Everyone has something to teach you, if only you can find the right question to ask. To learn, you have to focus. Too often we think that being present is enough. It is not. You have to be more than present; you have to be engaged. Remember your grade-school math teacher, who used to tell you that learning requires not only memorizing equations, but understanding why they work.
When failure happens, it is not only an obstacle to be expected and overcome; it is an opportunity to learn. How you perceive failure will determine how you react to failure when it happens. Learning from failure is important.
Carol Dweck talks about the importance of our beliefs regarding failure in her book, “Mindset: The New Psychology of Success.” According to Dr. Dweck, a person’s belief in their ability to affect intelligence might be more important than their actual intelligence. Students who have a growth mindset believe that "intelligence is malleable and can be developed through education and hard work," she writes. The ones who hold a fixed mindset "believe that intelligence is a fixed trait."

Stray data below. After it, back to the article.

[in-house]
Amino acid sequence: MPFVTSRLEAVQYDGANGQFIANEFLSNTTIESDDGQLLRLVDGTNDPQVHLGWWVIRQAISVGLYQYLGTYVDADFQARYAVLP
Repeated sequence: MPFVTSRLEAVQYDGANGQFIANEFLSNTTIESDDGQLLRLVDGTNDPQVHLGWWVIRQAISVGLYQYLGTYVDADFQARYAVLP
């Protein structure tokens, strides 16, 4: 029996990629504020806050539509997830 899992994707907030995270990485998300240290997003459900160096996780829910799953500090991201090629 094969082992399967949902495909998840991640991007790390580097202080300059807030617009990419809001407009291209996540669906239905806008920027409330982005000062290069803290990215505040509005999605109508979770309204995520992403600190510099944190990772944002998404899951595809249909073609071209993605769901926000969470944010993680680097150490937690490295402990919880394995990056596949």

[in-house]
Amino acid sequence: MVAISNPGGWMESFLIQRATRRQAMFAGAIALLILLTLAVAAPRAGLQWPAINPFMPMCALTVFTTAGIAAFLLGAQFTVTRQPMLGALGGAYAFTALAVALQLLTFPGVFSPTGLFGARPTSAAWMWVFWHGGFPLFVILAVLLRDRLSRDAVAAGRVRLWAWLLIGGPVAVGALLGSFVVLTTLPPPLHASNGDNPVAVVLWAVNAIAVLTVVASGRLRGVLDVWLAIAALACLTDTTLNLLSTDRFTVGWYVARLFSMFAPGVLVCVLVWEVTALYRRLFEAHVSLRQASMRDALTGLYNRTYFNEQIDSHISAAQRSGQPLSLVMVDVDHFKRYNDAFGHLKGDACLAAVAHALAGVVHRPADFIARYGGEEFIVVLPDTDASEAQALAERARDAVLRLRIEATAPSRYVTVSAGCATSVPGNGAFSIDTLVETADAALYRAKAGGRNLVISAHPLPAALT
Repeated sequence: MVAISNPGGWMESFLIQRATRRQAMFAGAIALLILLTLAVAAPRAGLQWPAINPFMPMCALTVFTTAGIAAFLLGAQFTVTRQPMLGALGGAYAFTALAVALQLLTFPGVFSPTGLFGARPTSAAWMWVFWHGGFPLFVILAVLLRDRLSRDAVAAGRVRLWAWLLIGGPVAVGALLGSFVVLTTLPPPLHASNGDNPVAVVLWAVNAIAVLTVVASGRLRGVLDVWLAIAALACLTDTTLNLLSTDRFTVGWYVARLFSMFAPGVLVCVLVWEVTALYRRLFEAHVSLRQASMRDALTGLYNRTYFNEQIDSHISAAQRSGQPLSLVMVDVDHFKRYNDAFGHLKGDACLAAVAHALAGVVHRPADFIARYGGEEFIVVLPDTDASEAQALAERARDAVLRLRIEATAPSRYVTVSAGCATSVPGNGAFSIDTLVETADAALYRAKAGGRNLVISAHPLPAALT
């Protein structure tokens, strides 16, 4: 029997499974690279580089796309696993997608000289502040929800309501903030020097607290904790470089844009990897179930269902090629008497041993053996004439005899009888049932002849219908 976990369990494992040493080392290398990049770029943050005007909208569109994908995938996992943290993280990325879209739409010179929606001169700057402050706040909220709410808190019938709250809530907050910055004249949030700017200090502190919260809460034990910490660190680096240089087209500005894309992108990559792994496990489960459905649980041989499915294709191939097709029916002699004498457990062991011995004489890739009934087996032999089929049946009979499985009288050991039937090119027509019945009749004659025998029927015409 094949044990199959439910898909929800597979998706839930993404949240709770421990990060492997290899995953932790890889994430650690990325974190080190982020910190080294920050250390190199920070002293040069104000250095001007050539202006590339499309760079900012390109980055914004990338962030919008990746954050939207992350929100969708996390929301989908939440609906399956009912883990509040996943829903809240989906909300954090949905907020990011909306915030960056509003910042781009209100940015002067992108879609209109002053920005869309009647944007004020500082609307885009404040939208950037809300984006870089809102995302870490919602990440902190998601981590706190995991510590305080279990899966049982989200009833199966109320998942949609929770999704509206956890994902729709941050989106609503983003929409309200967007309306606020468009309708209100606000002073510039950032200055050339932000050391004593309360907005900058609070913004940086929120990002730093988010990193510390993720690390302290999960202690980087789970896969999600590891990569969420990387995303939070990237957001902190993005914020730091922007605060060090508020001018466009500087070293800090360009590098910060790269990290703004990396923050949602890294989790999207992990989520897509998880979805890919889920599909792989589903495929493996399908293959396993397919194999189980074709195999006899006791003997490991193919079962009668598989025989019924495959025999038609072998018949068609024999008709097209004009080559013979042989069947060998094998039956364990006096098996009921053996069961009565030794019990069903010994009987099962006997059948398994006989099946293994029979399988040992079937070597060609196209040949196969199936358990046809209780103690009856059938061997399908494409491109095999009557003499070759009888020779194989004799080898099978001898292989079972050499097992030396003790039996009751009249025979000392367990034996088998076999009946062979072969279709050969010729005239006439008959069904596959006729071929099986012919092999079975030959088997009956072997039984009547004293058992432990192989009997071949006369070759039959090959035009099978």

In studies Dweck conducted, when failure occurred, "students with a growth mindset said they would study harder or try a different strategy for mastering the material." Their belief that they had an impact on the outcome through the application of their effort led them to work harder or create a new approach.
The important lesson is not that people are smart or stupid but that, through effort and hard work, brains can grow and people can change. “Learning is not attained by chance,” wrote Abigail Adams, “it must be sought for with ardor and attended to with diligence.”
Adams was the wife of President John Adams. She made those comments back in 1780, but they still apply today. Reading and learning has always been fun for me. I was the girl who sat at the back of the room and read novels during math class. Most of my lunch periods at Robert Frost Junior High School in Fairfax, Virginia were spent reading in the library rather than eating in the cafeteria.
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